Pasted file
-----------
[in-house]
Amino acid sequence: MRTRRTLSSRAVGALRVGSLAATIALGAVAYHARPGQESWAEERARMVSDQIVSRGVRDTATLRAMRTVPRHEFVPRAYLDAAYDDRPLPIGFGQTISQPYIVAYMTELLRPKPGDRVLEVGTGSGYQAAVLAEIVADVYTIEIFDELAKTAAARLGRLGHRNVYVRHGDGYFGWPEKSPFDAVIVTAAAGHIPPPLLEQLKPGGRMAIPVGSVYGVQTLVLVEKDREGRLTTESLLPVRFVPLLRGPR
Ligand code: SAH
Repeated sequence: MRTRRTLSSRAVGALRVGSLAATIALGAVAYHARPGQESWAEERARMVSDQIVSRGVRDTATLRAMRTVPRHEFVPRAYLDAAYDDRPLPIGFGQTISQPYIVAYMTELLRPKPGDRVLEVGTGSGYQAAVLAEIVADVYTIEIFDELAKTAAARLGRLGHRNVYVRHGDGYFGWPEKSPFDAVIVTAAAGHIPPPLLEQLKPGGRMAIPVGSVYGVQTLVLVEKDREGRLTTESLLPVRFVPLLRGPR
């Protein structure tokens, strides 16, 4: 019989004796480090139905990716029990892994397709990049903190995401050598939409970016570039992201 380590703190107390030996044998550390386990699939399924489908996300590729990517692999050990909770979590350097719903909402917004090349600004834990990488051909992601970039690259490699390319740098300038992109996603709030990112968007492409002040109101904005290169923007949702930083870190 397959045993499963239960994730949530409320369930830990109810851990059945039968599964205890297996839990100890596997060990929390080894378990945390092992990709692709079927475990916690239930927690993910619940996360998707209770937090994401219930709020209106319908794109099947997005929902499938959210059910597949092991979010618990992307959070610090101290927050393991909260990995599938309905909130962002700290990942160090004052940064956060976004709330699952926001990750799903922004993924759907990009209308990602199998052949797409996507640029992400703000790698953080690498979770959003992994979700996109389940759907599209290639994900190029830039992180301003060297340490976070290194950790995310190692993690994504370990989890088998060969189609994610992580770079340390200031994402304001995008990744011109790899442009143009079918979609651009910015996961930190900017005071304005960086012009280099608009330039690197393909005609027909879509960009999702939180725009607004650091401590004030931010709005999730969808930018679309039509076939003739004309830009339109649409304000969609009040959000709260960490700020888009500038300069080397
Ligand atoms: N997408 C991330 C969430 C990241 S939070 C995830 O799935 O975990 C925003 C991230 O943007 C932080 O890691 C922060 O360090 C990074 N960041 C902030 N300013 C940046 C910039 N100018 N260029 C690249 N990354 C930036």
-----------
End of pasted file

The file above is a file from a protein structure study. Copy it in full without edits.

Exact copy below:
[in-house]
Amino acid sequence: MRTRRTLSSRAVGALRVGSLAATIALGAVAYHARPGQESWAEERARMVSDQIVSRGVRDTATLRAMRTVPRHEFVPRAYLDAAYDDRPLPIGFGQTISQPYIVAYMTELLRPKPGDRVLEVGTGSGYQAAVLAEIVADVYTIEIFDELAKTAAARLGRLGHRNVYVRHGDGYFGWPEKSPFDAVIVTAAAGHIPPPLLEQLKPGGRMAIPVGSVYGVQTLVLVEKDREGRLTTESLLPVRFVPLLRGPR
Ligand code: SAH
Repeated sequence: MRTRRTLSSRAVGALRVGSLAATIALGAVAYHARPGQESWAEERARMVSDQIVSRGVRDTATLRAMRTVPRHEFVPRAYLDAAYDDRPLPIGFGQTISQPYIVAYMTELLRPKPGDRVLEVGTGSGYQAAVLAEIVADVYTIEIFDELAKTAAARLGRLGHRNVYVRHGDGYFGWPEKSPFDAVIVTAAAGHIPPPLLEQLKPGGRMAIPVGSVYGVQTLVLVEKDREGRLTTESLLPVRFVPLLRGPR
């Protein structure tokens, strides 16, 4: 019989004796480090139905990716029990892994397709990049903190995401050598939409970016570039992201 380590703190107390030996044998550390386990699939399924489908996300590729990517692999050990909770979590350097719903909402917004090349600004834990990488051909992601970039690259490699390319740098300038992109996603709030990112968007492409002040109101904005290169923007949702930083870190 397959045993499963239960994730949530409320369930830990109810851990059945039968599964205890297996839990100890596997060990929390080894378990945390092992990709692709079927475990916690239930927690993910619940996360998707209770937090994401219930709020209106319908794109099947997005929902499938959210059910597949092991979010618990992307959070610090101290927050393991909260990995599938309905909130962002700290990942160090004052940064956060976004709330699952926001990750799903922004993924759907990009209308990602199998052949797409996507640029992400703000790698953080690498979770959003992994979700996109389940759907599209290639994900190029830039992180301003060297340490976070290194950790995310190692993690994504370990989890088998060969189609994610992580770079340390200031994402304001995008990744011109790899442009143009079918979609651009910015996961930190900017005071304005960086012009280099608009330039690197393909005609027909879509960009999702939180725009607004650091401590004030931010709005999730969808930018679309039509076939003739004309830009339109649409304000969609009040959000709260960490700020888009500038300069080397
Ligand atoms: N997408 C991330 C969430 C990241 S939070 C995830 O799935 O975990 C925003 C991230 O943007 C932080 O890691 C922060 O360090 C990074 N960041 C902030 N300013 C940046 C910039 N100018 N260029 C690249 N990354 C930036």